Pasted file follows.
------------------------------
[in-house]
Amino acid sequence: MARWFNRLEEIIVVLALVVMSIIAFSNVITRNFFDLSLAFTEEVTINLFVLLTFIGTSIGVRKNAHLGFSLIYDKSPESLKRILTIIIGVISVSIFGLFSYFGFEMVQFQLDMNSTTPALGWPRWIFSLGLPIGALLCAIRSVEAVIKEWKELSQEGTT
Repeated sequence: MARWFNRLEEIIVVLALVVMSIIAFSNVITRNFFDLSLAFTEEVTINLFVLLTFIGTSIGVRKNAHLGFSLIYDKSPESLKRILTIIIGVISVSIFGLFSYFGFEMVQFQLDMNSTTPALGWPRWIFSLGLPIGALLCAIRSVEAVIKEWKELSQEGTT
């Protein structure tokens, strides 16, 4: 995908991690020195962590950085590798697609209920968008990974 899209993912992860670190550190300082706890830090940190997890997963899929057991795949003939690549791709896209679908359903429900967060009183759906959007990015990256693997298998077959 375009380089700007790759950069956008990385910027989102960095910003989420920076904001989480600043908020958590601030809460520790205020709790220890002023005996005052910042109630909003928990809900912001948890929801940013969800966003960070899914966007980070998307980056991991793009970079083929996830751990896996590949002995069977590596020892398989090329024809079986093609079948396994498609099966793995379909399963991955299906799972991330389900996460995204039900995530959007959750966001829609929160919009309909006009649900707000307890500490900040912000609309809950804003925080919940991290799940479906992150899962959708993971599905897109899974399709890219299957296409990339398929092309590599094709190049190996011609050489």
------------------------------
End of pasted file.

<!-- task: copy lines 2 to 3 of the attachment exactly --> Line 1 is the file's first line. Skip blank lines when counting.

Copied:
Amino acid sequence: MARWFNRLEEIIVVLALVVMSIIAFSNVITRNFFDLSLAFTEEVTINLFVLLTFIGTSIGVRKNAHLGFSLIYDKSPESLKRILTIIIGVISVSIFGLFSYFGFEMVQFQLDMNSTTPALGWPRWIFSLGLPIGALLCAIRSVEAVIKEWKELSQEGTT
Repeated sequence: MARWFNRLEEIIVVLALVVMSIIAFSNVITRNFFDLSLAFTEEVTINLFVLLTFIGTSIGVRKNAHLGFSLIYDKSPESLKRILTIIIGVISVSIFGLFSYFGFEMVQFQLDMNSTTPALGWPRWIFSLGLPIGALLCAIRSVEAVIKEWKELSQEGTT